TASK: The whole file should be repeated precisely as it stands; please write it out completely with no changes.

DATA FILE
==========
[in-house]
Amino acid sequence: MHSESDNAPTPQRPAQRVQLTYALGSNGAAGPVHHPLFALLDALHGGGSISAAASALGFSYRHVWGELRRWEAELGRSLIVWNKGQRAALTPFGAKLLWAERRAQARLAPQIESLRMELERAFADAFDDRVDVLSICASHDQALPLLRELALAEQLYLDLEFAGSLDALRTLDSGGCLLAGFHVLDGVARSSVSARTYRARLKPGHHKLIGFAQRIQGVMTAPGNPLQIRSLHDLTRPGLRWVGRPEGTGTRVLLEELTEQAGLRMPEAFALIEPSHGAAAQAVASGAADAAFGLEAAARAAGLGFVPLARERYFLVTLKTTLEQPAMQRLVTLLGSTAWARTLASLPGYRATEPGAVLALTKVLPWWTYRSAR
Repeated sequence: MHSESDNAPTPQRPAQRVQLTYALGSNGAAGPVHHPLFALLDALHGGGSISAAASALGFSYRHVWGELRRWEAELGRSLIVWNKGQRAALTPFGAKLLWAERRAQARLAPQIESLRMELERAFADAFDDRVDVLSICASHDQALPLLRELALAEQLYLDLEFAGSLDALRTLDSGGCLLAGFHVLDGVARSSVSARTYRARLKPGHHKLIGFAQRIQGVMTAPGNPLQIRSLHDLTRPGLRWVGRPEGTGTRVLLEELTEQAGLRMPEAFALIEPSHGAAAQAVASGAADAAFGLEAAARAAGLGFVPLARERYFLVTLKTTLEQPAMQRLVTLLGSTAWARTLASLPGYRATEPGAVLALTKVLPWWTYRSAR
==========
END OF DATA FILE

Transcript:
[in-house]
Amino acid sequence: MHSESDNAPTPQRPAQRVQLTYALGSNGAAGPVHHPLFALLDALHGGGSISAAASALGFSYRHVWGELRRWEAELGRSLIVWNKGQRAALTPFGAKLLWAERRAQARLAPQIESLRMELERAFADAFDDRVDVLSICASHDQALPLLRELALAEQLYLDLEFAGSLDALRTLDSGGCLLAGFHVLDGVARSSVSARTYRARLKPGHHKLIGFAQRIQGVMTAPGNPLQIRSLHDLTRPGLRWVGRPEGTGTRVLLEELTEQAGLRMPEAFALIEPSHGAAAQAVASGAADAAFGLEAAARAAGLGFVPLARERYFLVTLKTTLEQPAMQRLVTLLGSTAWARTLASLPGYRATEPGAVLALTKVLPWWTYRSAR
Repeated sequence: MHSESDNAPTPQRPAQRVQLTYALGSNGAAGPVHHPLFALLDALHGGGSISAAASALGFSYRHVWGELRRWEAELGRSLIVWNKGQRAALTPFGAKLLWAERRAQARLAPQIESLRMELERAFADAFDDRVDVLSICASHDQALPLLRELALAEQLYLDLEFAGSLDALRTLDSGGCLLAGFHVLDGVARSSVSARTYRARLKPGHHKLIGFAQRIQGVMTAPGNPLQIRSLHDLTRPGLRWVGRPEGTGTRVLLEELTEQAGLRMPEAFALIEPSHGAAAQAVASGAADAAFGLEAAARAAGLGFVPLARERYFLVTLKTTLEQPAMQRLVTLLGSTAWARTLASLPGYRATEPGAVLALTKVLPWWTYRSAR